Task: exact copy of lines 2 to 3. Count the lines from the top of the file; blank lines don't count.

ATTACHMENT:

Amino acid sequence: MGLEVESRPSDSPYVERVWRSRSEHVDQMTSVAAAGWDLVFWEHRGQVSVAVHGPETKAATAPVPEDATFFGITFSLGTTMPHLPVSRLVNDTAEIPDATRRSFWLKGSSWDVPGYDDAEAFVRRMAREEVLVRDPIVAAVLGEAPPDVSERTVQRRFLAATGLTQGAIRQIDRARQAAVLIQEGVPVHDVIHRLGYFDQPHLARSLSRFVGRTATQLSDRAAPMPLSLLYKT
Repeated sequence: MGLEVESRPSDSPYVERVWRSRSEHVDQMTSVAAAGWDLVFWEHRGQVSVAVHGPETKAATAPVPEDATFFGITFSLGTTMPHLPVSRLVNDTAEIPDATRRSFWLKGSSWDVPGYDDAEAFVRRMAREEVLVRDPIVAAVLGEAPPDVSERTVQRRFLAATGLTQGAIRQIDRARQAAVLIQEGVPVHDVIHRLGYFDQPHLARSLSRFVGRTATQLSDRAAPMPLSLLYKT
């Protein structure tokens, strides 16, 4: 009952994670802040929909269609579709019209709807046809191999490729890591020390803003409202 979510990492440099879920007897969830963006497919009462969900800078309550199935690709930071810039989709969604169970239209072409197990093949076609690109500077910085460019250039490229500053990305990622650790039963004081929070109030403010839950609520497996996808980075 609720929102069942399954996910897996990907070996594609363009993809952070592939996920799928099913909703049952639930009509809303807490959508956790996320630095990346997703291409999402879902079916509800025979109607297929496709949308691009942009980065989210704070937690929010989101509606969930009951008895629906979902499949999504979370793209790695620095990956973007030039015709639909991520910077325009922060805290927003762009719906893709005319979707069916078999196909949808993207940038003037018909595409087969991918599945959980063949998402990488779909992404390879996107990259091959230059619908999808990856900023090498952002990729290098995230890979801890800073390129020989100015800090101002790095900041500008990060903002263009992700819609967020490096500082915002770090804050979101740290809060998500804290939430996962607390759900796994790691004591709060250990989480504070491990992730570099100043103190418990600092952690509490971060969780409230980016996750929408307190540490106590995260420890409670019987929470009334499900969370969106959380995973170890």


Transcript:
Repeated sequence: MGLEVESRPSDSPYVERVWRSRSEHVDQMTSVAAAGWDLVFWEHRGQVSVAVHGPETKAATAPVPEDATFFGITFSLGTTMPHLPVSRLVNDTAEIPDATRRSFWLKGSSWDVPGYDDAEAFVRRMAREEVLVRDPIVAAVLGEAPPDVSERTVQRRFLAATGLTQGAIRQIDRARQAAVLIQEGVPVHDVIHRLGYFDQPHLARSLSRFVGRTATQLSDRAAPMPLSLLYKT
């Protein structure tokens, strides 16, 4: 009952994670802040929909269609579709019209709807046809191999490729890591020390803003409202 979510990492440099879920007897969830963006497919009462969900800078309550199935690709930071810039989709969604169970239209072409197990093949076609690109500077910085460019250039490229500053990305990622650790039963004081929070109030403010839950609520497996996808980075 609720929102069942399954996910897996990907070996594609363009993809952070592939996920799928099913909703049952639930009509809303807490959508956790996320630095990346997703291409999402879902079916509800025979109607297929496709949308691009942009980065989210704070937690929010989101509606969930009951008895629906979902499949999504979370793209790695620095990956973007030039015709639909991520910077325009922060805290927003762009719906893709005319979707069916078999196909949808993207940038003037018909595409087969991918599945959980063949998402990488779909992404390879996107990259091959230059619908999808990856900023090498952002990729290098995230890979801890800073390129020989100015800090101002790095900041500008990060903002263009992700819609967020490096500082915002770090804050979101740290809060998500804290939430996962607390759900796994790691004591709060250990989480504070491990992730570099100043103190418990600092952690509490971060969780409230980016996750929408307190540490106590995260420890409670019987929470009334499900969370969106959380995973170890």